DNR Advises Against Using Wild Turtles in Turtle Derbies
Annapolis, Md. (July 3, 2012) ─ Turtle races or derbies have a long
history in many Maryland communities, often in conjunction with Fourth of July
celebrations. The Maryland Department of Natural Resources (DNR) cautions that
using wild turtles in races poses a potential health risk to the turtles
involved, the wild populations into which derby turtles may be released, and the
human participants. DNR asks that turtle derby participants only use pet
turtles, and that none of these animals are released into the wild.
“Please celebrate and enjoy the wonder of turtles while respecting the need for healthy wild populations,” said Scott Smith, Biologist for DNR’s Wildlife & Heritage Service. “Turtle derbies pose a potential health risk to wild populations of Eastern Box Turtle and other native reptiles and amphibians.”
Some turtles raced in derbies are collected from the wild. When these wild animals come into contact with pet turtles or other wild turtles harboring diseases, they can carry those diseases to wild populations when they are released. A particular concern is Ranavirus, an emerging infectious disease that has caused localized die-offs in Maryland of Eastern Box Turtles, other native turtles and some frogs and salamanders.
DNR asks the public to help protect all of Maryland’s wild reptiles (turtles, snakes, lizards) and amphibians (frogs, toads, salamanders) from diseases by obeying State laws. It is against the law in Maryland to release into the wild reptiles or amphibians that have been held in captivity with any other reptile or amphibian without prior written authorization from DNR. It is also illegal to release into the wild any reptile or amphibian that has been captively produced or is not native to Maryland.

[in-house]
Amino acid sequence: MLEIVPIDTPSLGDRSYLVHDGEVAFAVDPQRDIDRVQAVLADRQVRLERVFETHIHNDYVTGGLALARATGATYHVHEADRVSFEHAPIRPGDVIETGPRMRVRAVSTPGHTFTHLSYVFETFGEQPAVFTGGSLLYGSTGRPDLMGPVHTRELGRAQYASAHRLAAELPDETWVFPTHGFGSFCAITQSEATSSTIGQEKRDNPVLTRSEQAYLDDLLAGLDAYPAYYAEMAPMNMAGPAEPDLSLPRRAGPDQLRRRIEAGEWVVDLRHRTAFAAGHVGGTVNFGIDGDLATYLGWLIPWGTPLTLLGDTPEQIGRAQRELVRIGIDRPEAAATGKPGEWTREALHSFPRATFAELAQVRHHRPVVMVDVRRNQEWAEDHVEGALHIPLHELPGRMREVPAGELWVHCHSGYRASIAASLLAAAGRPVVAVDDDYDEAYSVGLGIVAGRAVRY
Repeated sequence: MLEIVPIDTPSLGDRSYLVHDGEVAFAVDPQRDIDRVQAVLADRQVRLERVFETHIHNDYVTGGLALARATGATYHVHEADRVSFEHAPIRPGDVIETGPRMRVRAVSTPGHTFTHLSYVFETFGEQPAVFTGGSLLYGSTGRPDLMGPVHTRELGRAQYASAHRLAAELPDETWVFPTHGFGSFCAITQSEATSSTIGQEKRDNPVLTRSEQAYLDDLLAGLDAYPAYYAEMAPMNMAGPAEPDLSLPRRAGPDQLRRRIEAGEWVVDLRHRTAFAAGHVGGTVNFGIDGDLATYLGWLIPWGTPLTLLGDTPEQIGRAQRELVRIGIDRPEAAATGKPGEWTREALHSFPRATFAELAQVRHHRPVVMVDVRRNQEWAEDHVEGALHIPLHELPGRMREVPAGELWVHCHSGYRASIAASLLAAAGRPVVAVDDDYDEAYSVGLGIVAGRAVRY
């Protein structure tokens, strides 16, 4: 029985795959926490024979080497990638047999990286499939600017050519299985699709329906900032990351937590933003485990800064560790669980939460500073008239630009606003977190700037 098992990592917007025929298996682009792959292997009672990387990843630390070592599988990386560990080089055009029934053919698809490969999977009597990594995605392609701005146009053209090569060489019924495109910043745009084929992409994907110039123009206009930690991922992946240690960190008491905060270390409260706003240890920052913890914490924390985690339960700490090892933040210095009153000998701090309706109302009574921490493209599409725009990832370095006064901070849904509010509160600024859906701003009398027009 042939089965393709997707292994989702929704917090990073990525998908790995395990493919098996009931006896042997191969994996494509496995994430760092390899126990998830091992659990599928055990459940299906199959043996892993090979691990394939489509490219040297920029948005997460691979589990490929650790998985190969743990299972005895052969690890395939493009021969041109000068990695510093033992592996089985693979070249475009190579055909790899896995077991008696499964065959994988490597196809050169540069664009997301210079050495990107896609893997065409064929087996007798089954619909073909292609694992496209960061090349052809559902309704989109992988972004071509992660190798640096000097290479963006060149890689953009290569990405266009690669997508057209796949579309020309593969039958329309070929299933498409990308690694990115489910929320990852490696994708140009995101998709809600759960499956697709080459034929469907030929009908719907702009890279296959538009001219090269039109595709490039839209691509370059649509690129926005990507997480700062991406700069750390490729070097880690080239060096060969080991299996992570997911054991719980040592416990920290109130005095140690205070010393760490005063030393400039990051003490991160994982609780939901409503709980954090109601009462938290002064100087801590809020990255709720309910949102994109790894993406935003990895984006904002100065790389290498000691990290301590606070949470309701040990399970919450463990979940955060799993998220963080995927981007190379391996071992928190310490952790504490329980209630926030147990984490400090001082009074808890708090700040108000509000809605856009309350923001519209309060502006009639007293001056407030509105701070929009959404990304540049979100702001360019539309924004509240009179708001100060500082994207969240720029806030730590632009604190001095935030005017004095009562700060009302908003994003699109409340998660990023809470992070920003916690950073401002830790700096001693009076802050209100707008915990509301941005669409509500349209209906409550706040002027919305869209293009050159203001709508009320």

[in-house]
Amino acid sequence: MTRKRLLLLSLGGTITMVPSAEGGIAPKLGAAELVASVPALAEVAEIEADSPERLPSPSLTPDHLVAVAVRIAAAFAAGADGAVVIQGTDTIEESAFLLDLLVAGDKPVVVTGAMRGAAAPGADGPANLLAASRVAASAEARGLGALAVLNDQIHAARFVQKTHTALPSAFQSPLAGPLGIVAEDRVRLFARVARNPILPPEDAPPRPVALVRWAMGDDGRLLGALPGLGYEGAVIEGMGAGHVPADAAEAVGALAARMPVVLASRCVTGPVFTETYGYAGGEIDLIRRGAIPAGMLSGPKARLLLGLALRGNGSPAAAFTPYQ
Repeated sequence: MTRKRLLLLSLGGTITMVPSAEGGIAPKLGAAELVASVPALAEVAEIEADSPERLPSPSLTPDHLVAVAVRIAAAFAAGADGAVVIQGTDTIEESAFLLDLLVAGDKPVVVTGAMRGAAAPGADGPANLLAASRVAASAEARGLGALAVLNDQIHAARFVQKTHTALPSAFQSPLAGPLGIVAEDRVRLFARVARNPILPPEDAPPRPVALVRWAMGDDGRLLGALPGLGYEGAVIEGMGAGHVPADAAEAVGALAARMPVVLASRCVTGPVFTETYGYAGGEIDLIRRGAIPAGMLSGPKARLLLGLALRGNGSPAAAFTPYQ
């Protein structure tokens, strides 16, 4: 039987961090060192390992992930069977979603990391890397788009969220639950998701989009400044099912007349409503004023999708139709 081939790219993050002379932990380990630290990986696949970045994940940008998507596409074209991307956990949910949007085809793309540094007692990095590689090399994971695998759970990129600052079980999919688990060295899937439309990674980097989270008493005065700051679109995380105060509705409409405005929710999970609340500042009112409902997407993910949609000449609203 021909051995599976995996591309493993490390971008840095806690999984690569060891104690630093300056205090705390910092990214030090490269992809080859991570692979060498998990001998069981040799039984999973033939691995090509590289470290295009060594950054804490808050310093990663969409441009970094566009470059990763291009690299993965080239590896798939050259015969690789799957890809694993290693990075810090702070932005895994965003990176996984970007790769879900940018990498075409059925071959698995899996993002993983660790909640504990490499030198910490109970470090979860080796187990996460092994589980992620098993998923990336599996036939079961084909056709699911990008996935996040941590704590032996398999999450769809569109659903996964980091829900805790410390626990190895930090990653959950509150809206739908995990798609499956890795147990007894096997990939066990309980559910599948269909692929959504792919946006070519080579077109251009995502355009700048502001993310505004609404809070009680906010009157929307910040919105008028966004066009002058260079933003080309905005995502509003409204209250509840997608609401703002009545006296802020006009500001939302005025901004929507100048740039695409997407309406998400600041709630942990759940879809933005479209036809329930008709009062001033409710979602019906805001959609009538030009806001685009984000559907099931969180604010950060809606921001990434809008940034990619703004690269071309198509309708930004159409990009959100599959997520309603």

Turtle derby participants should also note that the Centers for Disease Control and Prevention (CDC) are currently investigating six outbreaks of Salmonella infections in humans associated with exposure to small pet turtles. Sale or possession of turtles with a carapace length (top shell) less than 4 inches has been illegal in the U.S. since 1975 due to the risk of transmitting Salmonella, however, they may still be available for purchase. Turtles of all sizes are capable of carrying Salmonella. To prevent Salmonella infection from any turtle, wash hands thoroughly with soap and water immediately after handling turtles or their habitat (e.g., cage, aquarium or tank). People at highest risk for serious Salmonella infections (children under 5 years old, older persons, pregnant women, or people who have weak immune systems) should avoid contact with turtles and their habitat.
More information on the 19 species of native turtles is available at dnr.state.md.us/wildlife/Plants_Wildlife/herps/index.asp
More information on salmonella is available at www.cdc.gov/Features/SalmonellaFrogTurtle.
|July 3, 20122||
Contact: Josh Davidsburg
The Maryland Department of Natural Resources is the state agency responsible for providing natural and living resource-related services to citizens and visitors. DNR manages nearly one-half million acres of public lands and 17,000 miles of waterways, along with Maryland's forests, fisheries and wildlife for maximum environmental, economic and quality of life benefits. A national leader in land conservation, DNR-managed parks and natural, historic and cultural resources attract 11 million visitors annually. DNR is the lead agency in Maryland's effort to restore the Chesapeake Bay, the state's number one environmental priority. DNR is the lead agency in Maryland's effort to restore the Chesapeake Bay, the state's number one environmental priority. Learn more at www.dnr.maryland.gov